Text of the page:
If you have entered into a common-law marriage, it helps to be clear on what your rights are. It also helps to dispel a few of the myths about what happens if you separate or divorce:
- The laws are the same Canada-wide
Common-law partnerships are regulated by the individual provinces in Canada. So, while common-law partners in B.C are granted the same fundamental rights as married couples after living together for two years, the same does not apply in all provinces.
In Quebec, common-law partnerships are not recognized at all – though if there are children in the relationship, this usually affects the legal standing of the partnership.
In Alberta, common-law partners are termed “adult interdependent partners”. When a couple has lived together for at least three years or has a child and live together, it is regarded as a common-law relationship.
- Common-law partnership assets are divided equally in a separation
Property acquired during a common-law partnership is not necessarily subject to equal division in Alberta as it would be in a marriage.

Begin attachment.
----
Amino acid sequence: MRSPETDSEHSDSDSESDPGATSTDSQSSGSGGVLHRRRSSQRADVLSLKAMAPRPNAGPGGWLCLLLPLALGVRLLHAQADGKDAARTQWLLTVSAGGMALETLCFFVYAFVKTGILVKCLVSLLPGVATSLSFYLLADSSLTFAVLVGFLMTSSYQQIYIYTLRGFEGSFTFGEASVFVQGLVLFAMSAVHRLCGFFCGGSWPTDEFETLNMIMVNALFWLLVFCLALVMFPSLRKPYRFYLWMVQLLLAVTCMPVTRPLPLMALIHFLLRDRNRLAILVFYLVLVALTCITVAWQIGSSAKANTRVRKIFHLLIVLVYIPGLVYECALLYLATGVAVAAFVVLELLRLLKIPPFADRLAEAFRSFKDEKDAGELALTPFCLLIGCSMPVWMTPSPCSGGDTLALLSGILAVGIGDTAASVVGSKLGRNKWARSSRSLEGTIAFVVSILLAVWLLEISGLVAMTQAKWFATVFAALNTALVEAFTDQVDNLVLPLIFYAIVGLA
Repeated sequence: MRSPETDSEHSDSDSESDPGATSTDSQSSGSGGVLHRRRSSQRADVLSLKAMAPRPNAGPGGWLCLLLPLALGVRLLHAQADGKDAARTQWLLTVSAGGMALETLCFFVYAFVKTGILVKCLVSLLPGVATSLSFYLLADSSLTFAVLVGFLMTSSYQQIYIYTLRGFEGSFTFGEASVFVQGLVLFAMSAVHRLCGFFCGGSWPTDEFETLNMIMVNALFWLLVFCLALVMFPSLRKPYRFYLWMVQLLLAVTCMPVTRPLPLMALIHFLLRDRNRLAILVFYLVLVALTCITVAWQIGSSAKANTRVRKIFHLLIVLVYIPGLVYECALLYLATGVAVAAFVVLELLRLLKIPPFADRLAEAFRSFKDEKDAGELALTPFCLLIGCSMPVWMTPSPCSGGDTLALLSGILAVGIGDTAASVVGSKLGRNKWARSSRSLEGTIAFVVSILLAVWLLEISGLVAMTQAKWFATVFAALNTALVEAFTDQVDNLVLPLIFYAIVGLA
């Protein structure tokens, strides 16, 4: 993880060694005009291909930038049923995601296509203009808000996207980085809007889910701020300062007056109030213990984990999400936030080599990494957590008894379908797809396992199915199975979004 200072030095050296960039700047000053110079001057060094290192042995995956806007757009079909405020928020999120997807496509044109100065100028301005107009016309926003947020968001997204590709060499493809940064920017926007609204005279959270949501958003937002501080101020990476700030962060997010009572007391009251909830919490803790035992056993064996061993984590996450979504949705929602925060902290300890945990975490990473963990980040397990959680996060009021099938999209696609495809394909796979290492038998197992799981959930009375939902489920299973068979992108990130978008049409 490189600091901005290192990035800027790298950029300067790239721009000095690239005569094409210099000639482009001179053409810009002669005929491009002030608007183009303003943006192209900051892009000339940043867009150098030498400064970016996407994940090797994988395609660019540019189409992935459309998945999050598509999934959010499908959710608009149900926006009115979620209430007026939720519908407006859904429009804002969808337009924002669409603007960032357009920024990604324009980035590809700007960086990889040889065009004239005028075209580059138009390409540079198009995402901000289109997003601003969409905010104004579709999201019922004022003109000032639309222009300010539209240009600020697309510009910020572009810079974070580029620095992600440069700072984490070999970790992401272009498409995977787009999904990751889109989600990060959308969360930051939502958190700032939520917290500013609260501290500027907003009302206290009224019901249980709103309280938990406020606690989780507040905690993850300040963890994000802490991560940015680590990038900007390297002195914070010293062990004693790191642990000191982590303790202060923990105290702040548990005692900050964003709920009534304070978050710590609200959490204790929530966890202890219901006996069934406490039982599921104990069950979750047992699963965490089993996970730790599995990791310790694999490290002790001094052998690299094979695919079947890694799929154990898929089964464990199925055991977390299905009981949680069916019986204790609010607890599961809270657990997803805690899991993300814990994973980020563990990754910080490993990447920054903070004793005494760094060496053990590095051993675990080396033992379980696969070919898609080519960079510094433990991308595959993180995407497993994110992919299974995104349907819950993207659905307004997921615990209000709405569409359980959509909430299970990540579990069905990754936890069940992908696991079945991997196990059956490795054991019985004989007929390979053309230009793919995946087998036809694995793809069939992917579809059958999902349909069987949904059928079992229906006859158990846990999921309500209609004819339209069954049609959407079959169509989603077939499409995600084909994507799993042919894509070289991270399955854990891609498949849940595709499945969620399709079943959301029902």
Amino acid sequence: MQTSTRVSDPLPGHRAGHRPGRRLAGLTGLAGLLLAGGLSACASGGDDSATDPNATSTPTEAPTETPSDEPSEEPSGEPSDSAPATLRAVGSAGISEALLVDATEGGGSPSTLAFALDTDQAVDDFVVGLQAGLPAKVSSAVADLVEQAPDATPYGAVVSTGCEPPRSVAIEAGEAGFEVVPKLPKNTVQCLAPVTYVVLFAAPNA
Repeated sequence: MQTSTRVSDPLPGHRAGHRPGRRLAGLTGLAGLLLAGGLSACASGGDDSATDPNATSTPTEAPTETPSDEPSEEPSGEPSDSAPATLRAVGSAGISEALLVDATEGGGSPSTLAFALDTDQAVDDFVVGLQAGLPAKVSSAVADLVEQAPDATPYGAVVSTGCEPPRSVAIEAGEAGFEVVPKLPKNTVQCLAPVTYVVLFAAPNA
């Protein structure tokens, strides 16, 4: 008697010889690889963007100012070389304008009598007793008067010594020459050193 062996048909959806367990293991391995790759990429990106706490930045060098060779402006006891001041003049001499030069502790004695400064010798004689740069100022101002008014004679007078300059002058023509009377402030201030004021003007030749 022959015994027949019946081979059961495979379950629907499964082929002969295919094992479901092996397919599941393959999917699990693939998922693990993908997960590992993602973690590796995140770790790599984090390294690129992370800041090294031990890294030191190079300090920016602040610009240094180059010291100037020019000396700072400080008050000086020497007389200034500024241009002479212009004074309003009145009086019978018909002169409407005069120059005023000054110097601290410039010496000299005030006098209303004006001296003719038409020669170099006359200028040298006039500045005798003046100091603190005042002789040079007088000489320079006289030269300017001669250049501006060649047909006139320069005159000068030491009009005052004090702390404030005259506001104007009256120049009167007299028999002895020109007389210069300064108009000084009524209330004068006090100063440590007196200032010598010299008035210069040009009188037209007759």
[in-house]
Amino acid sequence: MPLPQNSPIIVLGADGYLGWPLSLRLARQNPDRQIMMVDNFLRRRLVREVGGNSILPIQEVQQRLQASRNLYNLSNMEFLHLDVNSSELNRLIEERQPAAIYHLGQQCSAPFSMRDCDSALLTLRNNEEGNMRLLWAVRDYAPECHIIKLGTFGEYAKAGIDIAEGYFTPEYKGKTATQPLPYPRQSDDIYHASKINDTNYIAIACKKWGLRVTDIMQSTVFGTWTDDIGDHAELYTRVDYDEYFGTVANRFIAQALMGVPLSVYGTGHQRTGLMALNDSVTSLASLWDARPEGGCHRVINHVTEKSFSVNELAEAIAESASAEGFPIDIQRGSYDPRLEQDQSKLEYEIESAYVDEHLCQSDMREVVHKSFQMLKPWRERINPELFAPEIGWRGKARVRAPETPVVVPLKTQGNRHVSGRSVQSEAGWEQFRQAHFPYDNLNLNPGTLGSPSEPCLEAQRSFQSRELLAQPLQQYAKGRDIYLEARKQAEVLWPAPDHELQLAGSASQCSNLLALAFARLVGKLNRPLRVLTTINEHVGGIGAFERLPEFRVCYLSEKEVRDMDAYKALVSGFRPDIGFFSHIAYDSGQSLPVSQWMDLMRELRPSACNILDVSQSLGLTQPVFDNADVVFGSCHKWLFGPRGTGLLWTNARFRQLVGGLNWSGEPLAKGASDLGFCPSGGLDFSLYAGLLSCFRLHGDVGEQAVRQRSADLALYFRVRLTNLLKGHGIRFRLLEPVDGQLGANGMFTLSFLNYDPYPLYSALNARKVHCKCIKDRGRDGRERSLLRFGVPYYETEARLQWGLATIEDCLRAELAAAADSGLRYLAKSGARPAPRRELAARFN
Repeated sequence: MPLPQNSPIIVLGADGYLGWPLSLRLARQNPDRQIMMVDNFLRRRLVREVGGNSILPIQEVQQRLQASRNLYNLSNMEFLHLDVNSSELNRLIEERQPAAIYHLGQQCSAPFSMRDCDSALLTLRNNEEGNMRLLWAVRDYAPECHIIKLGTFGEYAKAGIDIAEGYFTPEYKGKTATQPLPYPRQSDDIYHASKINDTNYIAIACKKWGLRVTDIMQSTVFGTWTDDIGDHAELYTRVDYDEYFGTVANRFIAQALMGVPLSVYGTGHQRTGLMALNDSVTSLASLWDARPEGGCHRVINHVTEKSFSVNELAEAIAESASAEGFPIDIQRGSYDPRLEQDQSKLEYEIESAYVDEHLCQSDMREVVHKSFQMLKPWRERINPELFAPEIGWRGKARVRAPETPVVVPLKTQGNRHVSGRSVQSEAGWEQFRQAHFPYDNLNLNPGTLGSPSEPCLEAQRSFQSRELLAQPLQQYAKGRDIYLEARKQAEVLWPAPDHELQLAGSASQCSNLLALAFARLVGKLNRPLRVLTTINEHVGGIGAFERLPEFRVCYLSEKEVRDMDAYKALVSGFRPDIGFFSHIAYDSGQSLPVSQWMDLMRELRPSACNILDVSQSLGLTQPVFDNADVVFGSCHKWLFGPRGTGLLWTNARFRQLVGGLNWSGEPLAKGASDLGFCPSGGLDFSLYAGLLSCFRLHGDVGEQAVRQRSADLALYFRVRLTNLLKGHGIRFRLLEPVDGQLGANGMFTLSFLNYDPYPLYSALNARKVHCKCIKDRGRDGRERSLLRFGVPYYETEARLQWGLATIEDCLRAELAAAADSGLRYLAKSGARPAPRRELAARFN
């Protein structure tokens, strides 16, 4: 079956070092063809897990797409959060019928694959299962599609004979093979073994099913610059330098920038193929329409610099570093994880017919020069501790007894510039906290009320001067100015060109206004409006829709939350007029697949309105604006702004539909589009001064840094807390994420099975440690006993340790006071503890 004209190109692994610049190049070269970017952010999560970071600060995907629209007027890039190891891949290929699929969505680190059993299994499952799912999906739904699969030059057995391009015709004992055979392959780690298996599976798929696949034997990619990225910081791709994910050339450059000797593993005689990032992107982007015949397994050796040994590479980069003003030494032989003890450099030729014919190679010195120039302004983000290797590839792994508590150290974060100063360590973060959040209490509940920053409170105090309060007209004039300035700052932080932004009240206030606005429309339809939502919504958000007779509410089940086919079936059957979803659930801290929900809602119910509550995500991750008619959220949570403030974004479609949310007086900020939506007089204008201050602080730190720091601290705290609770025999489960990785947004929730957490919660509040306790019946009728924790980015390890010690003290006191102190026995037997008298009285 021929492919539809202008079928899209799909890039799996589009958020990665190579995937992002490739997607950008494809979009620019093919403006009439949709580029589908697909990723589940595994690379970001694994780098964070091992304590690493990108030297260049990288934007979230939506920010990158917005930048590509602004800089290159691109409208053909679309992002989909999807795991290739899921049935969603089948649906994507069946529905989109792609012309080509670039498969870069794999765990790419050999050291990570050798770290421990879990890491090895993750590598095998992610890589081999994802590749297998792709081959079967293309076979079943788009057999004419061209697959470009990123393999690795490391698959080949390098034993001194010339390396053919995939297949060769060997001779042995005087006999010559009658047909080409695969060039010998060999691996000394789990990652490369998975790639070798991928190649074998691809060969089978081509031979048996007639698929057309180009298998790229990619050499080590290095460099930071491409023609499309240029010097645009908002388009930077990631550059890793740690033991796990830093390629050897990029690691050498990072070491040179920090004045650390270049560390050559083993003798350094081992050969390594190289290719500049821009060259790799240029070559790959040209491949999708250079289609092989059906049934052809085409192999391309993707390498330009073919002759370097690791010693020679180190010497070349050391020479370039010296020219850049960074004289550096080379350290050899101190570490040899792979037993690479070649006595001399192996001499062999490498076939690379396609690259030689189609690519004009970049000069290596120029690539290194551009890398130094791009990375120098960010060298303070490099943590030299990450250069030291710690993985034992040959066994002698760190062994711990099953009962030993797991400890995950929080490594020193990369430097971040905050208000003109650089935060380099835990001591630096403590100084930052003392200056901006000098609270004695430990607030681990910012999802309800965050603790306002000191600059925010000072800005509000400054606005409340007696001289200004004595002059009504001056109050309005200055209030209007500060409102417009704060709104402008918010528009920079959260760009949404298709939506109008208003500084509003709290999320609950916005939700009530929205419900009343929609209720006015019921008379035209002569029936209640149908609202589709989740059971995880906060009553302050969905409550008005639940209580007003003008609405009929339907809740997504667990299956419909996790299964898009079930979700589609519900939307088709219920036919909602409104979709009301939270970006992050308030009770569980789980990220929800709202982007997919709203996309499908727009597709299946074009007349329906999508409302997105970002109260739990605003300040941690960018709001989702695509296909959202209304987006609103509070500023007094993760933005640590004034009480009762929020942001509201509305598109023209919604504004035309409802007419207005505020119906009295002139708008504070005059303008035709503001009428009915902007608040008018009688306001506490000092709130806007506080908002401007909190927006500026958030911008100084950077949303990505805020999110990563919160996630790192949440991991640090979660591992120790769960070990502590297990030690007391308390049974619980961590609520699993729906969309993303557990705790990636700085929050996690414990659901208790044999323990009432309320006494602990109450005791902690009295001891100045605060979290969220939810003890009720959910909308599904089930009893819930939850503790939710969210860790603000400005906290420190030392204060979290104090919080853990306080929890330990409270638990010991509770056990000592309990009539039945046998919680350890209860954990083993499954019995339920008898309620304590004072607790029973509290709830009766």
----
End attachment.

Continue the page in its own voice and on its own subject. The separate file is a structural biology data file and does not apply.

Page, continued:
If you have been living together as adult interdependent partners for three years or there are children from the partnership, assets may be divided equally during a separation.
Also, if there is a separate cohabitation agreement or another legal agreement between the couple, this can affect property division.
- Spousal support cannot be awarded in a common-law partnership breakup
Few separating couples engaged in a common-law relationship will address spousal support but in some cases, it may be necessary.
Spousal support may be recommended if the breakup of a long-standing relationship results in “economic consequences” for one partner – the same as a married spouse would receive support in this situation.